David Bowie (Evan Agostini/ Getty Images)

All the stars used to play the Caird Hall in Dundee and David came in his Ziggy days.

I went to the bar at The Angus Hotel afterwards, where he was with his crew and entourage.

It was my birthday the next day so, when he heard, he bought me a bottle of Champagne. I asked for an interview and he said to come back at 11am – and he was fantastic.

Sadly, that was the only time I interviewed him.

Donny Osmond

Donny Osmond (Stuart Wilson/ Getty Images)
Donny Osmond (Stuart Wilson/ Getty Images)

I’ve been with Donny when screaming girls were jumping on his car and I saw him when he was washed up at 20, only to come back and have a great career.

When I interviewed him on Radio 2 I gave him a Mormon Bible his mum had signed and given to me years earlier. When he saw her handwriting he welled up.

I couldn’t help but compare and contrast his fortunes to the other big teen idol of the ’70s, David Cassidy. I also interviewed him for the show and he’s a much more troubled soul.

Jackie’s sales rose from 600,000 to a million in nine months because of the three-part pop pin-ups we began publishing and those two were a big part of that.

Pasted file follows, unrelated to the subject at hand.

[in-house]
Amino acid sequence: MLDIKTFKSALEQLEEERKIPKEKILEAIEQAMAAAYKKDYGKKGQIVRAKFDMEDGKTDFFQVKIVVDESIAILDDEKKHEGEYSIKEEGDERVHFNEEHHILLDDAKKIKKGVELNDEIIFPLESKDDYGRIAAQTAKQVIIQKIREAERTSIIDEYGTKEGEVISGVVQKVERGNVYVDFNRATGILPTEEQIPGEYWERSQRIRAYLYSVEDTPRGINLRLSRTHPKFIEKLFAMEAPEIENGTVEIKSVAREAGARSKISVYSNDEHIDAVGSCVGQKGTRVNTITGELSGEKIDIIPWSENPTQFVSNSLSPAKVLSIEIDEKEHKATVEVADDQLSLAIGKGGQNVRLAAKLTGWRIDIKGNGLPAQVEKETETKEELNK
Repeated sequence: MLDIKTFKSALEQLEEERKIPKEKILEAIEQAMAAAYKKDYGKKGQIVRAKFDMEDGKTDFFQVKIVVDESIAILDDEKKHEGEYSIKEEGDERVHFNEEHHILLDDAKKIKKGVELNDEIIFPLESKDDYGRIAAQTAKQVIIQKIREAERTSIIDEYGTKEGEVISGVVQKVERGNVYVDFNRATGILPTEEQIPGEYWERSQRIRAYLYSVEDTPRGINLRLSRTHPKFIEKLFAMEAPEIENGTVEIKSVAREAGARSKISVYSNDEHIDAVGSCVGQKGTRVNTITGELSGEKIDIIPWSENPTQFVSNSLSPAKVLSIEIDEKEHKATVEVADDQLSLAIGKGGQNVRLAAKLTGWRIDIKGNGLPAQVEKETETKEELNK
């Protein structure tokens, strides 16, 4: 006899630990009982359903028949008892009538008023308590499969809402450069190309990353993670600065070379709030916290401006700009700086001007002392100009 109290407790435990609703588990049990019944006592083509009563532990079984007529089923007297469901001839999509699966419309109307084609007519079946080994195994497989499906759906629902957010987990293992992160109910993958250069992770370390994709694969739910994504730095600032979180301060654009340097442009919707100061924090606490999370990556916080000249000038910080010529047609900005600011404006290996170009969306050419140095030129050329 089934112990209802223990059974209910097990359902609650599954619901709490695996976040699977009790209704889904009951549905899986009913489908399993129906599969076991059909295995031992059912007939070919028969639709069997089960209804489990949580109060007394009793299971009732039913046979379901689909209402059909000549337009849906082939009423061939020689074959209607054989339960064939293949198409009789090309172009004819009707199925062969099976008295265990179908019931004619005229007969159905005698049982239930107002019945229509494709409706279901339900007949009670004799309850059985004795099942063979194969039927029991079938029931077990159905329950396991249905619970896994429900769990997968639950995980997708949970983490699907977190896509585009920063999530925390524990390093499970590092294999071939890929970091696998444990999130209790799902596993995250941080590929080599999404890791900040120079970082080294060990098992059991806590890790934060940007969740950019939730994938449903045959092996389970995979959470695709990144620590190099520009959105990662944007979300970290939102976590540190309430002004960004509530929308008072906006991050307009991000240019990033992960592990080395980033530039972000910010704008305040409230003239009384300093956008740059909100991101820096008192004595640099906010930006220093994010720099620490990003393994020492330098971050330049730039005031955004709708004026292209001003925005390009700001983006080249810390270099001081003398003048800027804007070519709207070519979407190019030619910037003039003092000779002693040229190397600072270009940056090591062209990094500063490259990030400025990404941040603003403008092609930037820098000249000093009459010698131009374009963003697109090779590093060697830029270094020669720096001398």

Annie Lennox

Annie Lennox (Ian Gavan/ Getty Images)
Annie Lennox (Ian Gavan/ Getty Images)

After moving from Jackie to The Sun, I interviewed Annie and Dave Stewart when they were still unknowns.

I was later invited to interview them in Montserrat, where they had been recording.

There was a barbecue on the beach and I consumed a lot of wine.

Apparently there had been a steel band playing and I crashed into them while wearing a breadbasket on my head and knocked over the entire first row.

I couldn’t remember any of it but I had a good laugh with Annie about it back in London.

Freddie Mercury

Statue of Freddie Mercury (konstantinks)
Statue of Freddie Mercury (konstantinks)

He was very funny and we hit it off – so much so he invited me along when Queen played South America.

He was incredibly shy and decided only to communicate with the other journalists there through me, which made me unpopular.

After the Buenos Aires show, he took us for dinner and we didn’t get back to the hotel until 6am.

Freddie was such a sweet, kind, loyal man and I had an incredible sadness when he died.

Marti Caine

When I became a judge on New Faces, viewers thought I didn’t get along with Marti because we were always verbally sparring. But you can only throw insults like that at someone you really like.